Sexuality Policy Watch

Fiocruz calls the Brazilian National STD/AIDS Program to correct its course*

Years after awake praises in the international arena and be highlighted as a model, the Brazilian National STD/AIDS Program was criticized by a publication produced by the own government. A document launched by the Oswaldo Cruz Foundation (Fiocruz) and the Secretariat for Strategic Affairs, as part of the Health Brazil project 2030, says that the program “cooled”. The document recommends: “It is necessary to change the direction of the program.”

The publication indicates that AIDS care is now carried out in overcrowded services, the number of new infections is not lowing and many patients receive a late diagnosis of the infection. “In the opposite direction to what has been observed in other countries, which also have established programs for universal access to treatment followed by a decrease in the incidence of new infections, Brazil has failed to reduce the incidence of HIV/AIDS,” according to the document.

The publication condenses texts of 37 experts, who had the task of making diagnoses of problems faced in the health field and prospects for the next 20 years. “We try to remove all the political bias of the analysis,” says José Carvalho de Noronha, who organized the document.


For the Secretary of Health Surveillance, Jarbas Barbosa – one of authors of the publication – the data is outdated. “The document says that the epidemic is stationed at high levels. Over the past three years, we started to see a downward trend,” he said. He recognized that part of the care services is overcrowded – which for him is the result of the program effectiveness. “New services will be opened. In addition, patients who are in good condition can be treated in basic care.”

Mario Scheffer, president of Grupo Pela Vidda, agrees with the analysis made by the document produced by Fiocruz and the Secretariat for Strategic Affairs: “We have been doing this diagnosis for a long time. The program set back and need to correct its route,” he says. He also told that AIDS services lost quality because they are overcrowded and he also agreed with the need to reduce delayed diagnosis. “I would add another serious problem: the program does not respond to the epidemic concentrated in some groups, particularly homosexuals who, by the political option of the Brazilian government, have been neglected in prevention,” he complements.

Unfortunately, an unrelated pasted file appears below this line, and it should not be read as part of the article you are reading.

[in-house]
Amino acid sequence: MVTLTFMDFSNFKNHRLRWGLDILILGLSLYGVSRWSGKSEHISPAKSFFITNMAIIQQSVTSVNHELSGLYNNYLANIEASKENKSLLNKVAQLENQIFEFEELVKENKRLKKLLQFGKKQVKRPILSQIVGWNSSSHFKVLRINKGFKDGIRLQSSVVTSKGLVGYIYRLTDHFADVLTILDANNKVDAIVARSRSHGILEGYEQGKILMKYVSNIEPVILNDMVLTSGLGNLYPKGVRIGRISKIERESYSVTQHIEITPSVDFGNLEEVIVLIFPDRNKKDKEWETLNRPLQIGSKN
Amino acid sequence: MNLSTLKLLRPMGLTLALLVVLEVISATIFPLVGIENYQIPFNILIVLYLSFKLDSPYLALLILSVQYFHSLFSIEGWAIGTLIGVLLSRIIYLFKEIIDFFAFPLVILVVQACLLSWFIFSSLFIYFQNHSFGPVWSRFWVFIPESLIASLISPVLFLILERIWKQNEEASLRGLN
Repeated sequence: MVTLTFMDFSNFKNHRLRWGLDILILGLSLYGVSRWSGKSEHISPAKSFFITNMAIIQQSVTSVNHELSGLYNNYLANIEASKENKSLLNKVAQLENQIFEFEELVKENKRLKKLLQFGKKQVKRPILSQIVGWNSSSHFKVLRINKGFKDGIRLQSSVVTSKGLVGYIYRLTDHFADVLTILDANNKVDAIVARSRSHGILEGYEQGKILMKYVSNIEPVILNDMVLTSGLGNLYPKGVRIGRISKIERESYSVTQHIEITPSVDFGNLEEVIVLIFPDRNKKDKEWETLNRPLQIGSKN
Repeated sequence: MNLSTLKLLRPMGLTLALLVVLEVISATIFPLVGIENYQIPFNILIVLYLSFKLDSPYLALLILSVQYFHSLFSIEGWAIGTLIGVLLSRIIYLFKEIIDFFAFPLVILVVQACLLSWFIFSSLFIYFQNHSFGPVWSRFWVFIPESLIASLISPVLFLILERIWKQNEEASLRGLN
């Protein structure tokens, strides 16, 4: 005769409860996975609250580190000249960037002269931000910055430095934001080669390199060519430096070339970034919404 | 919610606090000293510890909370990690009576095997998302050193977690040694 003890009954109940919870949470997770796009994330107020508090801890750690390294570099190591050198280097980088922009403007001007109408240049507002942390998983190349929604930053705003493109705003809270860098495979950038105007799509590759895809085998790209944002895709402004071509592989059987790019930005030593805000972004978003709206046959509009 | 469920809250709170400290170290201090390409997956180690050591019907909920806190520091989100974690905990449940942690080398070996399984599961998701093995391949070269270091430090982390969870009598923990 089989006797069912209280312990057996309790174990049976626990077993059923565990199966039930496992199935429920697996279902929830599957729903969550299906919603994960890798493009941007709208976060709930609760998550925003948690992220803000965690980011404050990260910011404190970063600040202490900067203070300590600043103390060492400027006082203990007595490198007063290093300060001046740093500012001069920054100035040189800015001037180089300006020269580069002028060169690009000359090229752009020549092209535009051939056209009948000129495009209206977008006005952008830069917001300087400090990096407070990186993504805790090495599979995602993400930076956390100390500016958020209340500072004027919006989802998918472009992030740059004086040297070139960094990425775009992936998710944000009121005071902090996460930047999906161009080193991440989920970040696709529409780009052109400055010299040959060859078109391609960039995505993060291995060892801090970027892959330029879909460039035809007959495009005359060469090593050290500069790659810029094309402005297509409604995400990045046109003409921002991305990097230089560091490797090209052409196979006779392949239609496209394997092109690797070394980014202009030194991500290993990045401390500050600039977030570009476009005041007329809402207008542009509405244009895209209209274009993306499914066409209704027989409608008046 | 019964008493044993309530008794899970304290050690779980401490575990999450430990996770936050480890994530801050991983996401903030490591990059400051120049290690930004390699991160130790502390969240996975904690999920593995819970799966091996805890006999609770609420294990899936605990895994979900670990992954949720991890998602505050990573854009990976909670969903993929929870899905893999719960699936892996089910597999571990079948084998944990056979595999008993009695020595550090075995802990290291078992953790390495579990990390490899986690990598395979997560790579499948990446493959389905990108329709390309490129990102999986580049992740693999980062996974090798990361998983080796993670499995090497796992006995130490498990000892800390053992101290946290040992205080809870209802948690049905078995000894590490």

A piece of Fiocruz document criticizing the Brazilian response against AIDS

During the first two decades of the HIV/AIDS pandemic Brazil has developed a successful control program, recognized as an international reference. The country became a reference because of the development of preventive strategies, health education, behavioral change, encouragement of safer sex and condom use, and the raise of a courageous debate with the whole society over issues such as sexuality, the use of drugs, confronting prejudices and barriers that traditionally involve these issues.

Brazil was also pioneer in the establishment of a program of universal treatment for patients with antiretroviral therapy of high impact. However, it seems like the initial impetus that characterized the program in its early decades cooled. The AIDS incidence has stabilized at a very high level: more than 30,000 cases annually in the last decade. The proportion of cases with late diagnosis is high. The network of specialized services is not increasing, and with the longer survival of the patients the network installed is overloaded.

Unlike what has been observed in other countries that also have established programs for universal access to the treatment, presenting a decrease in the incidence of new infections, Brazil has failed in the reduction of the incidence of HIV/AIDS. It is necessary to correct the course of the program to reduce the disease transmission. On the other hand, the increased survival of patients with HIV/AIDS requires a continuous effort in improving epidemiological surveillance of opportunistic agents associated to AIDS.

The aging population, combined with the increased number of patients using immunosuppressive therapies, in cancer treatment, organ transplant and other conditions, reinforces the need to improve the surveillance of these agents. The HSV8, HTLV, EBV, CVM, and the polyomaviruses are some agents that affect groups of immuno suppressed patients.”


*Source: O Estado de S.Paulo
Published on June 1st, 2012,fiocruz-pede-correcao-de-rumos-no-programa-dstaids,880942,0.htm

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